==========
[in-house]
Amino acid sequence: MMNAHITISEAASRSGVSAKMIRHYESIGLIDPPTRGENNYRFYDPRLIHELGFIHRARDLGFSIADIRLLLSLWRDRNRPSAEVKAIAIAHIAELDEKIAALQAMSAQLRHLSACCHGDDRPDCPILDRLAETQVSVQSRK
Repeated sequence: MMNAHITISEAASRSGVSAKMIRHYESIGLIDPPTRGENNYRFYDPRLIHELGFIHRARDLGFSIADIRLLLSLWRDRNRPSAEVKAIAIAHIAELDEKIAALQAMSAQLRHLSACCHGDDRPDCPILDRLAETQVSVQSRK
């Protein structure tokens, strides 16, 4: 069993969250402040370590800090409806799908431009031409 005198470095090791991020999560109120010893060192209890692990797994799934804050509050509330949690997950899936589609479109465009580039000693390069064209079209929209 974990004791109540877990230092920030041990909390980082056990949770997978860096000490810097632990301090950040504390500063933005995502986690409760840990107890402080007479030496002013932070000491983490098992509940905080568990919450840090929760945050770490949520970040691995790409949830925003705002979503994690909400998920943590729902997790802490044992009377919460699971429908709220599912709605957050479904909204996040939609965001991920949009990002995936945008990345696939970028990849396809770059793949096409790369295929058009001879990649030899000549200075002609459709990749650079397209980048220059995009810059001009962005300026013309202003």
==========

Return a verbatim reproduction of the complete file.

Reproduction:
[in-house]
Amino acid sequence: MMNAHITISEAASRSGVSAKMIRHYESIGLIDPPTRGENNYRFYDPRLIHELGFIHRARDLGFSIADIRLLLSLWRDRNRPSAEVKAIAIAHIAELDEKIAALQAMSAQLRHLSACCHGDDRPDCPILDRLAETQVSVQSRK
Repeated sequence: MMNAHITISEAASRSGVSAKMIRHYESIGLIDPPTRGENNYRFYDPRLIHELGFIHRARDLGFSIADIRLLLSLWRDRNRPSAEVKAIAIAHIAELDEKIAALQAMSAQLRHLSACCHGDDRPDCPILDRLAETQVSVQSRK
């Protein structure tokens, strides 16, 4: 069993969250402040370590800090409806799908431009031409 005198470095090791991020999560109120010893060192209890692990797994799934804050509050509330949690997950899936589609479109465009580039000693390069064209079209929209 974990004791109540877990230092920030041990909390980082056990949770997978860096000490810097632990301090950040504390500063933005995502986690409760840990107890402080007479030496002013932070000491983490098992509940905080568990919450840090929760945050770490949520970040691995790409949830925003705002979503994690909400998920943590729902997790802490044992009377919460699971429908709220599912709605957050479904909204996040939609965001991920949009990002995936945008990345696939970028990849396809770059793949096409790369295929058009001879990649030899000549200075002609459709990749650079397209980048220059995009810059001009962005300026013309202003």